"Regional integration does not come naturally"

A KAS.DE interview with Dr. Beatrice Gorawantschy about the reactions in Southeast Asia to the Brexit referendum

The result of the British EU referendum shook not only Europe; it also had notable impacts on the Asian financial markets. “Southeast Asia will draw its lessons from the European developments,” Dr. Beatrice Gorawantschy says in an interview with The region is characterised by conflicts and could benefit from more cooperation and a new security network.


Dr. Gorawantschy, how do the countries of Southeast Asia deal with the outcome of the British EU referendum?

The result of the referendum had direct implications for the Asian financial markets, which have by now stabilised. Many Southeast Asian countries have free trade agreements with the European Union and are now discussing whether and how to proceed with these. One question is whether separate free trade agreements have to be negotiated with the United Kingdom.

Another issue is the status of regional integration and cooperation. In the past, Europe and the EU in particular had a pioneering role, especially in terms of regional integration. But ever since the European financial and economic crisis this has been called into question. The European refugee crisis reemphasized this. As a result, different perspectives have emerged: some say "Europe is a continent in decline", while others believe that the Brexit referendum is an opportunity for Europe to reassess its development and focus on its founding ideas. The lessons Asia learns from the British referendum are: regional integration and cooperation are not perceived as coming naturally, the enhancement of regional cooperation does not always develop linearly, and economic as well as political implications are always interdependent.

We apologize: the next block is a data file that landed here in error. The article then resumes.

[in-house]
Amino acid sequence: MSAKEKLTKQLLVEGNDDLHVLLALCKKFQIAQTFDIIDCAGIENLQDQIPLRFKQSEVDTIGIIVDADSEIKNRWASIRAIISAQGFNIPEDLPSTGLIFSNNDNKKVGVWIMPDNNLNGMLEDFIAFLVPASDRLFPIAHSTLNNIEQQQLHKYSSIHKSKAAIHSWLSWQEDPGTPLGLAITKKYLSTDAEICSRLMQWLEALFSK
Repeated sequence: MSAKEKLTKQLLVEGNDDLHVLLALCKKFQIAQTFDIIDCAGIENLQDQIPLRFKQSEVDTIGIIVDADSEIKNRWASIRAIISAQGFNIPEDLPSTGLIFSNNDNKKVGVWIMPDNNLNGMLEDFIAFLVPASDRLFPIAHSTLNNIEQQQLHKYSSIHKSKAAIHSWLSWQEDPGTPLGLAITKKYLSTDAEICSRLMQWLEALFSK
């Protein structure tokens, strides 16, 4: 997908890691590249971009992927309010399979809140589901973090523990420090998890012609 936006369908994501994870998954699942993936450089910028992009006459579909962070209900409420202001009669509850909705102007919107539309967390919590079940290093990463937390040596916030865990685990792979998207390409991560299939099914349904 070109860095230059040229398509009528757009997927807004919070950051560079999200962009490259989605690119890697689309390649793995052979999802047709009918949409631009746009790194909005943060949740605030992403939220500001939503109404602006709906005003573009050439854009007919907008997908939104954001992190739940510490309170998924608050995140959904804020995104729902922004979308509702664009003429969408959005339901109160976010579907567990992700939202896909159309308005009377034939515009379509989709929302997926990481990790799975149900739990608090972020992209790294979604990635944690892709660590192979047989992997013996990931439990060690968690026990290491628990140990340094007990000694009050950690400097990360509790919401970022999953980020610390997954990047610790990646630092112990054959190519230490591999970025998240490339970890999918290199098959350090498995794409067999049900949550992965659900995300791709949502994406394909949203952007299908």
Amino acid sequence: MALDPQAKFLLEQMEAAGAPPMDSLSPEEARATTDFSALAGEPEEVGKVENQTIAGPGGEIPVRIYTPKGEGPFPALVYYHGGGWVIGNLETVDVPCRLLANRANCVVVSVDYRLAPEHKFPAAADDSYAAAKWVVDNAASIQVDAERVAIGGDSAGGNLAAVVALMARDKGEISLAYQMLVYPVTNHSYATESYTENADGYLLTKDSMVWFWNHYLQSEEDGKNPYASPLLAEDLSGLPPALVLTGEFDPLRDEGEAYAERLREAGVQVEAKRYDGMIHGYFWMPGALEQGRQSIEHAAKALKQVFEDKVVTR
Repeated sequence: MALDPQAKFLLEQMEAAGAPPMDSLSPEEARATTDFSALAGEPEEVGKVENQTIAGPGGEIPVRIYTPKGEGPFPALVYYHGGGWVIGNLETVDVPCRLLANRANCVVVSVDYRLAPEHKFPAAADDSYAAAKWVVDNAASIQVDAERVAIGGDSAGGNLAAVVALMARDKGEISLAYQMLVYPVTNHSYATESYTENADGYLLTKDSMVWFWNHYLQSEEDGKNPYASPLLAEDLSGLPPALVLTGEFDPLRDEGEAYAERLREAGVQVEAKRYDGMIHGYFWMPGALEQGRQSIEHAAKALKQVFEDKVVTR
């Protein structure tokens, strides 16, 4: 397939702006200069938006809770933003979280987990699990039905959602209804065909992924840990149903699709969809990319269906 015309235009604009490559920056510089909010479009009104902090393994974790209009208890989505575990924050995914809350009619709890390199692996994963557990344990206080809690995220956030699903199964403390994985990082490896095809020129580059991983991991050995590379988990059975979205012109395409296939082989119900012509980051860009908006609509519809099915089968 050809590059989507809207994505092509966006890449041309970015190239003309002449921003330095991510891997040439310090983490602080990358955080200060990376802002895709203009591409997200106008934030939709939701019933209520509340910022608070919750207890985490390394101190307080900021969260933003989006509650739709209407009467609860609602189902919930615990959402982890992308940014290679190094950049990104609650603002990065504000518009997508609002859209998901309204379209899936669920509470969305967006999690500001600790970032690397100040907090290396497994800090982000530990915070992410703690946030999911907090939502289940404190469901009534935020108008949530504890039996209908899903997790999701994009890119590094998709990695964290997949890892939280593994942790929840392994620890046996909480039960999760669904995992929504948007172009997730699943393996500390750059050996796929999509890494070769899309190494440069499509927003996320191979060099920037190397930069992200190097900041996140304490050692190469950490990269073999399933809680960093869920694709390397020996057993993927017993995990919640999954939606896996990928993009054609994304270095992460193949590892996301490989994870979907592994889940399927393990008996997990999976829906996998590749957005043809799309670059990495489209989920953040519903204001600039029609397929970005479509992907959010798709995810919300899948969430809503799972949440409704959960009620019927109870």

In the view of the Southeast Asian countries, the refugee crisis in Europe is also a key factor that has contributed to the Brexit referendum. But the region itself experiences even larger refugee movements...

Exactly, but migration is not a new issue to them. It has a long history in the region. This becomes evident in the multi-ethnic composition of the countries. However, the extent of refugee movements has increased significantly in Asia in recent years. The reasons for this lie in long-lasting conflicts and crises, the escalation of violence, for instance, in Afghanistan and Pakistan. But even natural disasters like in the Philippines or ethnic conflicts in Myanmar cause such flows.

Due to a lack of proper legal frameworks, huge problems exist when dealing with the influx of refugees. In addition, coordination and transparency are limited in the region. Although there are instruments like the ASEAN Intergovernmental Commission on Human Rights, these do not really exercise their mandate.

The conflicts that you mentioned also result in an unstable security situation…

…Yes, the security situation in Asia is volatile. The conflict in the South and East China Sea is in the first place over natural resources, but in fact it is much more, namely the power rivalry between the "old" superpower USA and the "new" China. Generally speaking, the security architecture in Southeast Asia is falling apart - and this poses a very high potential for further conflicts.

The threat of international terrorism is high and is increasing through Islamist tendencies – also in Islamic Asian countries. I see another challenge in the many intrastate conflicts, especially in countries with separatist movements. But one must not forget the non-traditional security threats: energy, climate, cyber security, piracy, arms smuggling.

The ASEAN countries have to cooperate more. Thus, many call for a rule-based security network. This could be achieved through existing regional cooperation mechanisms such as ASEAN or SAARC, or also new dialogue formats.

A German version of this interview is available here